APRIL 11, 2011
Tales From the Front Lines
Mellody Hobson, Julie Louise Gerberding, Marissa Mayer and Debra L. Lee on how they did what they
The challenges women face often cut across industries. But some are also unique to specific sectors.
Women who have risen high in four industries—finance, health, technology and media—sought to
illuminate these issues by recounting their own experiences and assessing how women generally have
fared in their fields.
Mellody Hobson, president of Ariel Investments in Chicago, spoke with The Wall Street Journal's Rebecca
Blumenstein. Julie Louise Gerberding, president of
& Co.'s Merck Vaccines unit, sat down with the
Journal's Laura Landro. Marissa Mayer,
Inc.'s vice president, consumer products, talked with the
Journal's Julia Angwin. And Debra L. Lee, chairman and chief executive of BET Networks, a unit of
Inc., spoke with the Journal's Alessandra Galloni.
Here are edited excerpts of their conversations.
A Broader Perspective
MS. BLUMENSTEIN: Mellody, you played such a major role in building Ariel up. Could you describe how
you did it? There's a stereotype that women don't know how to manage money and don't know how to
MS. HOBSON: I was an intern at my firm. I fell in love with the investment business, and from the very
beginning I knew this was where I was going to work for my career. So I could think very long term about
how to build our company. That ultimately allowed us to accomplish quite a bit.
MS. BLUMENSTEIN: Did you have more freedom as a woman, less of a hindrance from some of the
structural barriers that might have come up at a big company?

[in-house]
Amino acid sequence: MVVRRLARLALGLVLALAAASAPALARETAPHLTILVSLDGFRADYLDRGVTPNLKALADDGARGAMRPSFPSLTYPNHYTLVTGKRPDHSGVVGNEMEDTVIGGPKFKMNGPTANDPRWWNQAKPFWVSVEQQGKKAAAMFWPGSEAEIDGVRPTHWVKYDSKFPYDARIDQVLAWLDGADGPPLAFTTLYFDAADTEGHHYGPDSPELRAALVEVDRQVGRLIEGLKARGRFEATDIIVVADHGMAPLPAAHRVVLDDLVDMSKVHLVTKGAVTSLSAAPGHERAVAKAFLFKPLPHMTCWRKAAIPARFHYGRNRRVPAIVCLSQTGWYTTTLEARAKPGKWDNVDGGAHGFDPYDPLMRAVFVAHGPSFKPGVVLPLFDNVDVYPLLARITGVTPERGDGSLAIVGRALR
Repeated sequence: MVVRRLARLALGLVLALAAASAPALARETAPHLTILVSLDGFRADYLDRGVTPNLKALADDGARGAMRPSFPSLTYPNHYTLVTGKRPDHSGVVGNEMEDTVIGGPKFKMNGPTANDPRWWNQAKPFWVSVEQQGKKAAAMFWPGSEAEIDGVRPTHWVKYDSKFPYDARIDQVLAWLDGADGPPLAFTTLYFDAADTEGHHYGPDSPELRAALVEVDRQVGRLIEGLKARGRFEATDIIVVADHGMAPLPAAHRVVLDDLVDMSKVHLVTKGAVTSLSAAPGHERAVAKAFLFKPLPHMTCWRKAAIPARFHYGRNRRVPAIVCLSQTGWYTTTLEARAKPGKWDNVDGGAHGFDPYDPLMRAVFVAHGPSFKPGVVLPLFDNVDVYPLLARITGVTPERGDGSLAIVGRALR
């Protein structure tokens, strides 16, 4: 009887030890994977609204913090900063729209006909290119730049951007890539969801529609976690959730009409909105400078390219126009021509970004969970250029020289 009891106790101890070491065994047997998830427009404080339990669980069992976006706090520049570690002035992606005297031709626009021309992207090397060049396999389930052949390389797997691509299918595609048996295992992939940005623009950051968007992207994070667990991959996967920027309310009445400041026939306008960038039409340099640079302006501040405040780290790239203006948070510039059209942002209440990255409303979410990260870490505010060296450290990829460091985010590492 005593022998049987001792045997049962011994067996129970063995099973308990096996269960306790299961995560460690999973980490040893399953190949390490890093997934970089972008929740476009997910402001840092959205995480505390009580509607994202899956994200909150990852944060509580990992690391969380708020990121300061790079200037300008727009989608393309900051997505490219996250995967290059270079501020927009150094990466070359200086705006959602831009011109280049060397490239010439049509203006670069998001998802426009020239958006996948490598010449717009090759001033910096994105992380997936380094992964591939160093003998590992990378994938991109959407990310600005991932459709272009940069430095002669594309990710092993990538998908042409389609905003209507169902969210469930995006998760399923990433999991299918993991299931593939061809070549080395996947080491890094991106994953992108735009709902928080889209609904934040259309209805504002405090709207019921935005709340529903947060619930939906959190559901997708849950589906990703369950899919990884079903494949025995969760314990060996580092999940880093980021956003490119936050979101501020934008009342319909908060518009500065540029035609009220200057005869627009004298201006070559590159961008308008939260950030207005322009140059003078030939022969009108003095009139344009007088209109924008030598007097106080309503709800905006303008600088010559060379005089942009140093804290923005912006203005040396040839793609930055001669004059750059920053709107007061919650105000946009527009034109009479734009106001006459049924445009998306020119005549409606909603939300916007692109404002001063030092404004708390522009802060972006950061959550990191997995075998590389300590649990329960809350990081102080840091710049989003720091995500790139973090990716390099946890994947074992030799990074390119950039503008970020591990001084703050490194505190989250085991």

MS. HOBSON: There's no question about it. My business partner, John Rogers, who started our firm, was
very used to strong women. His mother was the first black woman to graduate from the University of
Chicago law school, in the '40s.
So John was always very happy for me to be out and about representing Ariel.
MS. BLUMENSTEIN: You have very strong ties politically in Chicago. You appear on "Good Morning
America. " You're very involved in your community and things outside of work. Could you talk about the
importance of reaching out and almost building your own persona?
MS. HOBSON: With some women, even in my own firm, you have to sort of push them out because they
think, "I've got to do a really good job, which means staying very focused." I learned very early that I can
do a better job if I have other stimuli that give me a broader perspective.
And what people with that focused mind-set don't realize is how important those outside relationships can
be. I helped Bill Bradley when he ran for president in 2000. I worked as hard on his campaign as I worked
on my job every single day. Obviously, we were unsuccessful. But then one day, Bill calls and says, "I'm
on the board of Starbucks, and I'm taking you with me." He recommended me to Howard Schultz. I never
imagined that was possible—I'm like this pipsqueak in Chicago.
So I get to be in the room with one of the most successful brands in the world, with a front-row seat to all